The last several years have seen major changes in LTC Insurance - leading to what can be referred to as LTC 2.0. LTC 2.0 means that while the pure protection of traditional LTC insurance is still a popular option, there has been an accompanying growth in Hybrid LTC + Life plans - both in number of policies sold and number of carriers offering these plans.
However, the extended and record low interest rate environment may threaten some of the most popular provisions of these plans - including benefit guarantees. How are carriers responding with new innovations? This article will discuss that topic.
For those who aren't familiar with the newer Hybrid LTC + Life Insurance products, they bridge the gap between the "pure" LTC protection of traditional LTC plans and the more life insurance and investment based products offered by permanent life products with living benefit riders.
You can tell a Hybrid LTC + Life plans from a Life insurance plan with a LTC acceleration rider because these plans typically have the word "care" in their name (such as One America AssetCare, Securian SecureCare, Nationwide Care Matters) and offer an extension of benefits rider (EOB) so that the maximum long-term care benefit available is much greater than the death benefit of the life policy. As an example, a $100,000 death benefit on a Hybrid LTC + Life plan may result in a LTC benefit of $300,000 or more - plus an optional inflation benefit can raise the benefits even higher.
An appeal of these plans compared to traditional LTC insurance has often been the certainty of premiums and benefits. Most of these products offered guaranteed premiums - so a policyholder has that certainty, whether the premium payment period is 5 years, 10 years, or beyond. This appeals to buyers who may be concerned about the non-guaranteed premiums of traditional LTC Insurance, even though newer traditional products are less susceptible to premium increases.
In addition to the premiums, most Hybrid LTC + Life plans also offer guaranteed benefits in the future. This means a buyer who purchases a Hybrid LTC + Life plan with a 3% inflation rider will know EXACTLY what their benefit will be at a certain age when care might be necessary. This certainty of LTC benefits can allow a policyholder to be more aggressive with other investments, realizing the risk is transferred to the insurer vs. themselves.
That's great for the policyholder, and for those who have purchased LTC Insurance. Congratulations - you won, and made a very smart choice.
For carriers, however, the challenges are building. Carriers are pivoting away from products that have become capital intense amid the prolonged low interest rate environment. As an example, Prudential recently decided to discontinue sales of variable annuities with guaranteed living benefits, attempting to reduce their exposure to interest rates. Transamerica joined them recently by stopping the sales of traditional LTCI and fixed annuities, announcing it at their recent Capital Markets Day.
It's obvious many carriers want to detour away from some of these risks, so they are coming up with products that have more variability in their plan design to account for different economic environments.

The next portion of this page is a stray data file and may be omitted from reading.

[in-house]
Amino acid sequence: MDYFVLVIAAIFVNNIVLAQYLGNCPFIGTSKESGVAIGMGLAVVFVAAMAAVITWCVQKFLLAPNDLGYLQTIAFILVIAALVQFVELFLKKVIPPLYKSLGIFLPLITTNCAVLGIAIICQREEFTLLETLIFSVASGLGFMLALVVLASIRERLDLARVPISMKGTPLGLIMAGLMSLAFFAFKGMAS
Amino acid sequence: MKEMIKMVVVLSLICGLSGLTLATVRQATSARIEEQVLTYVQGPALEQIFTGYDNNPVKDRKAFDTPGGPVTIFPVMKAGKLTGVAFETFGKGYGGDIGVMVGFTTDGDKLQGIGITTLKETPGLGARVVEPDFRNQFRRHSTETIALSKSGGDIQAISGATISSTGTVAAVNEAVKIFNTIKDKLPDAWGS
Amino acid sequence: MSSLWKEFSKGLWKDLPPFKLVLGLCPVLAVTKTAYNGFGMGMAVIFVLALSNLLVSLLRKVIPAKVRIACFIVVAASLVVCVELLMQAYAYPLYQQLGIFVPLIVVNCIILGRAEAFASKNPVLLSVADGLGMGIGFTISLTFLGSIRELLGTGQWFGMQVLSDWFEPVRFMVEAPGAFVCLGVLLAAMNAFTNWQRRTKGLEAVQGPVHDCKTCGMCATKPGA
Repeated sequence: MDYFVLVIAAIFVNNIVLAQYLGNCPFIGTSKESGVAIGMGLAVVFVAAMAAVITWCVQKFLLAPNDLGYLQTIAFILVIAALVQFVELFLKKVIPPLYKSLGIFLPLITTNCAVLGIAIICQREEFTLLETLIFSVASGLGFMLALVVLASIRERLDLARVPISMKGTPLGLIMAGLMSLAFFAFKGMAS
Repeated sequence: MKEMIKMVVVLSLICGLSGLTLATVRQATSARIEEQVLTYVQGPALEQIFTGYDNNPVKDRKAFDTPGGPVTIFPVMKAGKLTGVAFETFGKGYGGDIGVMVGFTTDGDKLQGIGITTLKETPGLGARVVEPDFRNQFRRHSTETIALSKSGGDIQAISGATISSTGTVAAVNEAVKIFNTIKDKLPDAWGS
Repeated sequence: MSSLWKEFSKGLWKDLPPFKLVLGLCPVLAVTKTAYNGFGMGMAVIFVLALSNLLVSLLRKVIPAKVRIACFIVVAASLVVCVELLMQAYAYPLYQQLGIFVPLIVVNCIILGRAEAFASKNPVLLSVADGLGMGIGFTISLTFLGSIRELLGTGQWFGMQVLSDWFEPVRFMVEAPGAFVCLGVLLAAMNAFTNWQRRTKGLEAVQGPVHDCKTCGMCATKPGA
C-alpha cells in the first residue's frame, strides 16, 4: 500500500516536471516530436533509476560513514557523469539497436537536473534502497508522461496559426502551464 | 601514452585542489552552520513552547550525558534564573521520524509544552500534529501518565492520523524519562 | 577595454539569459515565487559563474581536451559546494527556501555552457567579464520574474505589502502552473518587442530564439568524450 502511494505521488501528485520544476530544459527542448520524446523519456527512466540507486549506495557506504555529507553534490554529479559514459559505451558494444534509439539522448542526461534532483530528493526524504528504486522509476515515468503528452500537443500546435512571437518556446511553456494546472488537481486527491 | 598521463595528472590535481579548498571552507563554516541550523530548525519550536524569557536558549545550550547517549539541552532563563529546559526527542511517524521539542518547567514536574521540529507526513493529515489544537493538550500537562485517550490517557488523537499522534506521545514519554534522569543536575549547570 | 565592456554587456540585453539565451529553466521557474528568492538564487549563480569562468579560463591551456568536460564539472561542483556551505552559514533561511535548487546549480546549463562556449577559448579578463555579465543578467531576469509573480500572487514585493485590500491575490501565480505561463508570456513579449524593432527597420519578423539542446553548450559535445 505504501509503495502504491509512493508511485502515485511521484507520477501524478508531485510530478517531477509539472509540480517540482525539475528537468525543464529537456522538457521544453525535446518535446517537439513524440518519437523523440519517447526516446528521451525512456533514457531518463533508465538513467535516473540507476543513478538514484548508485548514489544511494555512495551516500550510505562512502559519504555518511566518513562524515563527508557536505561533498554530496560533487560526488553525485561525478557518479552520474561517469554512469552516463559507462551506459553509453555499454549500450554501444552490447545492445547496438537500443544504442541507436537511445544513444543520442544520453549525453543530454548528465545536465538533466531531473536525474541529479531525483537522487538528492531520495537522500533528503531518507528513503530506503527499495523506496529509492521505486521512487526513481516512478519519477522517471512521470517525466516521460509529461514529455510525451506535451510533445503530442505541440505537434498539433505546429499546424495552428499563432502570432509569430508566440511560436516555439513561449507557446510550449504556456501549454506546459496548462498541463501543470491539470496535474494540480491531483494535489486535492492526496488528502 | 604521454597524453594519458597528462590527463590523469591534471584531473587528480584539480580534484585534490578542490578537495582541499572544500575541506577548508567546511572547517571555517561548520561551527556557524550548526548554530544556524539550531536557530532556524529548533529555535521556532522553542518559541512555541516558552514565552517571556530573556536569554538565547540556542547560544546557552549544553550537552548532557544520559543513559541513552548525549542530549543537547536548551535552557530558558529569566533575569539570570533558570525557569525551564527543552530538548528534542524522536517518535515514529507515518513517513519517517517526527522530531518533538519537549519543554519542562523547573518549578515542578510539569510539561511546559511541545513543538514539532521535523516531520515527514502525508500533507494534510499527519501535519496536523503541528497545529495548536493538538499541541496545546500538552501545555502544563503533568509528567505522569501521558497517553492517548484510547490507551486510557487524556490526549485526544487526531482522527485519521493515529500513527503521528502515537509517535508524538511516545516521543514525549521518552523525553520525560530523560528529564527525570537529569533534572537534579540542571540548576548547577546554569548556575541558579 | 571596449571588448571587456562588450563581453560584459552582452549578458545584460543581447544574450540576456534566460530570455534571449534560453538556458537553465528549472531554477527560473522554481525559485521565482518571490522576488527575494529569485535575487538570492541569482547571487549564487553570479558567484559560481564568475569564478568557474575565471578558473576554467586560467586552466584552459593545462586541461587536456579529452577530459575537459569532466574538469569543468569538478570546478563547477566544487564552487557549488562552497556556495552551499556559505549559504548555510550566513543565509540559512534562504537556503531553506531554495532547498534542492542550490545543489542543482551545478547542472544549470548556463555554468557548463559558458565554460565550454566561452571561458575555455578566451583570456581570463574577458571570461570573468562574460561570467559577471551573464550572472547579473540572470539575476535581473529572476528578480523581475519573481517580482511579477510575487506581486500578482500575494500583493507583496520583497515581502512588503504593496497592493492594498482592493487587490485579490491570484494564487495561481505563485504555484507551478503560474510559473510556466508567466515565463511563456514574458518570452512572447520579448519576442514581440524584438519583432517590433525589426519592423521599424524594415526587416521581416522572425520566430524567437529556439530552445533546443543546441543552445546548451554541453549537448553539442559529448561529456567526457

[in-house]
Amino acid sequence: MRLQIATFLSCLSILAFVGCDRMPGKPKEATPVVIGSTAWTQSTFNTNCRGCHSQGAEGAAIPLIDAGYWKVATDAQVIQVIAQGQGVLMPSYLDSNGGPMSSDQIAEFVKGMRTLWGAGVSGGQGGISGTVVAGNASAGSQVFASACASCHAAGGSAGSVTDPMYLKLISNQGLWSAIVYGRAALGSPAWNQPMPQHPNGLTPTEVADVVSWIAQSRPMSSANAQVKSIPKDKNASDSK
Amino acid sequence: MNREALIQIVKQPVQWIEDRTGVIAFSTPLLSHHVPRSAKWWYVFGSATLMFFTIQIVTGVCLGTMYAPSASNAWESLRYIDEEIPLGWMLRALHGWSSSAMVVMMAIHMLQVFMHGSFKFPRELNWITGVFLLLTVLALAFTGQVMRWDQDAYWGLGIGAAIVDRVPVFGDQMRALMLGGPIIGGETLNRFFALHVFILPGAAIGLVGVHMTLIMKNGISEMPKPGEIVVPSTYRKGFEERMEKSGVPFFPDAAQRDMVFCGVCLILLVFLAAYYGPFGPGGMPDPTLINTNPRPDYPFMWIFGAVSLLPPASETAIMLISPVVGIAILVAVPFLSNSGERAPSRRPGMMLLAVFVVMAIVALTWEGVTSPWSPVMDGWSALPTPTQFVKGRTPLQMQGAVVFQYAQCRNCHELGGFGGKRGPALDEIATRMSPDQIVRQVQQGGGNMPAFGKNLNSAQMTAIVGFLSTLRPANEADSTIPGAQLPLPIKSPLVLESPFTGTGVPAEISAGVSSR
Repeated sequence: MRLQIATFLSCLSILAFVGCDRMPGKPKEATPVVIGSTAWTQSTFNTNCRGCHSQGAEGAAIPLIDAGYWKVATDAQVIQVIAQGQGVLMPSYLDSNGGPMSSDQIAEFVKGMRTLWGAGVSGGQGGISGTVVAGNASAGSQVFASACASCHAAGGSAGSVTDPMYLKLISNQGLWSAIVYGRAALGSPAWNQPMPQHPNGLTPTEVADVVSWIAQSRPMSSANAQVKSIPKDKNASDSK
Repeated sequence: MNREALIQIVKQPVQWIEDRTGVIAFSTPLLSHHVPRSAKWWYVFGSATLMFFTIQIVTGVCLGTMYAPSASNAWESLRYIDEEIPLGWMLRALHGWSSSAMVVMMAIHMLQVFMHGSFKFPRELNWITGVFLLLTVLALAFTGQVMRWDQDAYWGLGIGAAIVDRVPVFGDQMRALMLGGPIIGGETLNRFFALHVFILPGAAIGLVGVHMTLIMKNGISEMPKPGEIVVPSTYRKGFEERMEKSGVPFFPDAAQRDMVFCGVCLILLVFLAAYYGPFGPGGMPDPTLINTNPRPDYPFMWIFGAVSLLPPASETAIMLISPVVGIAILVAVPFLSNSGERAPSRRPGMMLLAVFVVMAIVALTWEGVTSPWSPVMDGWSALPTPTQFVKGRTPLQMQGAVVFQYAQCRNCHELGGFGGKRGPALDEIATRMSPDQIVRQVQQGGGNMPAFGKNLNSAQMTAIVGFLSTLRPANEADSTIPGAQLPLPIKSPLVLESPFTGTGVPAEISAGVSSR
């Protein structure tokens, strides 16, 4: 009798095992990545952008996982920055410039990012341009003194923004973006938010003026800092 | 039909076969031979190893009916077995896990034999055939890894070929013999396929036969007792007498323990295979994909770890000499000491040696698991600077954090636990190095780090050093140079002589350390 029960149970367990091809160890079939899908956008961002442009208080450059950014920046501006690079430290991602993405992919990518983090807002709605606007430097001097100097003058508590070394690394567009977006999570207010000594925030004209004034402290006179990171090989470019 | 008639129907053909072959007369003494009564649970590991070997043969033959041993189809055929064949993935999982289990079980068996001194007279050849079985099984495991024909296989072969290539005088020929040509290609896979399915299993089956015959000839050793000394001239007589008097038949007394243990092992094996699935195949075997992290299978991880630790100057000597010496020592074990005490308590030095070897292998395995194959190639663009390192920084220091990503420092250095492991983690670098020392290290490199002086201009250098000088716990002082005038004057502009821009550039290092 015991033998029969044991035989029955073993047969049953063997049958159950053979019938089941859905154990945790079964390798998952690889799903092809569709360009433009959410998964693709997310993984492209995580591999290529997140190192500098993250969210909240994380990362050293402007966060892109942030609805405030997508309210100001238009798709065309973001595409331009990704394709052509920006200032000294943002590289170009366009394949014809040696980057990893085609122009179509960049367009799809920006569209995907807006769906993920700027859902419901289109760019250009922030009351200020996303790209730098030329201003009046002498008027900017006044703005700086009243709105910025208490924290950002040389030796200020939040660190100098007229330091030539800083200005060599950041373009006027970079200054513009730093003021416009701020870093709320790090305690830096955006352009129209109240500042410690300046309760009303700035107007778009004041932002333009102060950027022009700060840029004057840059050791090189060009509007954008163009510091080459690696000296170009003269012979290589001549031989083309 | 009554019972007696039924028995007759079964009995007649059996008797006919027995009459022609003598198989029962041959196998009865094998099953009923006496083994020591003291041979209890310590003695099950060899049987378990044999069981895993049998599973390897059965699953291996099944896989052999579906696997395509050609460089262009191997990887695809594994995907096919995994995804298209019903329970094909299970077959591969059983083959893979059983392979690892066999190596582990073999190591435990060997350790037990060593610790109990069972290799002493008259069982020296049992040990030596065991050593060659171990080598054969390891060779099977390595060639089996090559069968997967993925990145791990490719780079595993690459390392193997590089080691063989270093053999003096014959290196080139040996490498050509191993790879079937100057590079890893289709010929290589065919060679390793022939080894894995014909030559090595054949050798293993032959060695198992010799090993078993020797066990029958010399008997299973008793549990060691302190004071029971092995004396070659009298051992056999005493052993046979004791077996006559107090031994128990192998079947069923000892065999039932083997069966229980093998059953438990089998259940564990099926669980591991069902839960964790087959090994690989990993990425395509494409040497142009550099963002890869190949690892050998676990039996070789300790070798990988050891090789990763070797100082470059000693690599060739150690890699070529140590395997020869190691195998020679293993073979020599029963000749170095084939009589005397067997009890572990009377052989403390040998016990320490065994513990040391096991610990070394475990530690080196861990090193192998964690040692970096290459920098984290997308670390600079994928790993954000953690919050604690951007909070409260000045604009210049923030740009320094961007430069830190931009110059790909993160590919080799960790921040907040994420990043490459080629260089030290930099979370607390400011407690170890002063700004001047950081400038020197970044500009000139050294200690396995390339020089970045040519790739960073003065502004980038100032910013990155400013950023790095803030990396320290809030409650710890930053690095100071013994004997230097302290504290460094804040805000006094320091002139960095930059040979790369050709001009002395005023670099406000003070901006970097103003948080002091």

One example is a carrier who has introduced a Linked LTC + Life product using an Indexed Universal Life Chassis. The product illustrates LTC insurance very well using current assumptions for the growth of the stock market. Here's an example.
Consider a 55 male who purchases a $100K single premium Hybrid LTC + Life Product. One option is from Carrier "A" that offers certainty of benefits. The other option is from Carrier "B" that uses the Indexed Universal Life Chassis.
||LTC Growth Option
||Initial LTC Benefit Pool
||Age 80 LTC Benefit Pool
||Age 80 Cash Surrender Value
||Age 80 Death Benefit
|Carrier "A" - Linked LTC + Life plan with certain benefits
|Carrier "B" Linked LTC + Life IUL plan with illustrated benefits
||Indexed LTC growth
|Carrier "B" Linked LTC + Life IUL plan with guaranteed benefits
||Indexed LTC Growth
Both solutions offer a high multiple (leverage) from the original premium paid for LTC benefits. However, for the Indexed product the multiple at age 80 ranges from about 5x the initial premium to 9.5x the original premium depending on the performance of the stock index. The more standard carrier has a known LTC benefit at issue age.
What's the right answer? Like all decisions, it depends. One could argue that the long time horizon of the applicant means they should take advantage of the market growth potential and choose the Indexed product. On the other hand, someone who has the certainty of the fixed benefit product may be able to be a little more aggressive with other investments.
In addition to the Indexed product shown, another carrier is planning to offer a Hybrid Variable Universal Life (VUL) + LTC plan - with even more potential upside in the policy.
When looking at certainty of premiums and benefits, here's a comparison of the certainty of premiums and benefits for different long-term care insurance products.
||Guaranteed LTC + Life Linked Plans
||LTC + Life Indexed Universal Life Plans
||LTC + Life Variable Universal Life LTC Plans
At the same time interest rates remain ultra-low impacting carriers, the inflation rate for home healthcare is increasing. Genworth recently released their 2020 cost of care survey, and found that home care prices have increased over 4% in 2019 due to a variety of reasons.
These are challenging times for everyone - caregivers, people needing care, nursing home residents, everyone is struggling. LTC Insurance can make a gigantic difference in people's lives to help them pay for care.
However, too many people haven't yet made a plan for care. There are more and more insurance options available. The important thing is to plan now - when there are comprehensive and affordable options!